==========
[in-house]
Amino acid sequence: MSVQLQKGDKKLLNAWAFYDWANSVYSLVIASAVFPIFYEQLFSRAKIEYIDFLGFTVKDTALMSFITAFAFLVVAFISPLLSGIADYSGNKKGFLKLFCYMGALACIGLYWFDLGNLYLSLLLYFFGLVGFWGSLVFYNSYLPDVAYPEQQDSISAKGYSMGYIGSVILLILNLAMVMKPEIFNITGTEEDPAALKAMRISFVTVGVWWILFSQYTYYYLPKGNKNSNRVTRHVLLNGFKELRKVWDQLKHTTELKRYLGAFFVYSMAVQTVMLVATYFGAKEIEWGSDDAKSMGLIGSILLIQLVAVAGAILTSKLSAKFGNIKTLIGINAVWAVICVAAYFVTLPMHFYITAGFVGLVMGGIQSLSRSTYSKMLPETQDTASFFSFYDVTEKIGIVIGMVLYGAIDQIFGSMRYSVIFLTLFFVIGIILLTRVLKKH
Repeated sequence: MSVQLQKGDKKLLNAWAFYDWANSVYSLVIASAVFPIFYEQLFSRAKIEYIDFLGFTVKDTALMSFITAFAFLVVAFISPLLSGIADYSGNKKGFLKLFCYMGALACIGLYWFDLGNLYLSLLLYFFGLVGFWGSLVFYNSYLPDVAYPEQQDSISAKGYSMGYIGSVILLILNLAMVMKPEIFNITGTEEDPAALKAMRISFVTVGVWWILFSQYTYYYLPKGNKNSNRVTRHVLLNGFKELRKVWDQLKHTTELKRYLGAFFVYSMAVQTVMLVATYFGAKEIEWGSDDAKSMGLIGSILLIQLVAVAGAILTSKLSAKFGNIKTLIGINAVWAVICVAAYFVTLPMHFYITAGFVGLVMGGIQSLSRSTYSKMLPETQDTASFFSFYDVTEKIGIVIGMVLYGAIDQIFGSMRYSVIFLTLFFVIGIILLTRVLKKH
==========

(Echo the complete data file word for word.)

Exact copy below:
[in-house]
Amino acid sequence: MSVQLQKGDKKLLNAWAFYDWANSVYSLVIASAVFPIFYEQLFSRAKIEYIDFLGFTVKDTALMSFITAFAFLVVAFISPLLSGIADYSGNKKGFLKLFCYMGALACIGLYWFDLGNLYLSLLLYFFGLVGFWGSLVFYNSYLPDVAYPEQQDSISAKGYSMGYIGSVILLILNLAMVMKPEIFNITGTEEDPAALKAMRISFVTVGVWWILFSQYTYYYLPKGNKNSNRVTRHVLLNGFKELRKVWDQLKHTTELKRYLGAFFVYSMAVQTVMLVATYFGAKEIEWGSDDAKSMGLIGSILLIQLVAVAGAILTSKLSAKFGNIKTLIGINAVWAVICVAAYFVTLPMHFYITAGFVGLVMGGIQSLSRSTYSKMLPETQDTASFFSFYDVTEKIGIVIGMVLYGAIDQIFGSMRYSVIFLTLFFVIGIILLTRVLKKH
Repeated sequence: MSVQLQKGDKKLLNAWAFYDWANSVYSLVIASAVFPIFYEQLFSRAKIEYIDFLGFTVKDTALMSFITAFAFLVVAFISPLLSGIADYSGNKKGFLKLFCYMGALACIGLYWFDLGNLYLSLLLYFFGLVGFWGSLVFYNSYLPDVAYPEQQDSISAKGYSMGYIGSVILLILNLAMVMKPEIFNITGTEEDPAALKAMRISFVTVGVWWILFSQYTYYYLPKGNKNSNRVTRHVLLNGFKELRKVWDQLKHTTELKRYLGAFFVYSMAVQTVMLVATYFGAKEIEWGSDDAKSMGLIGSILLIQLVAVAGAILTSKLSAKFGNIKTLIGINAVWAVICVAAYFVTLPMHFYITAGFVGLVMGGIQSLSRSTYSKMLPETQDTASFFSFYDVTEKIGIVIGMVLYGAIDQIFGSMRYSVIFLTLFFVIGIILLTRVLKKH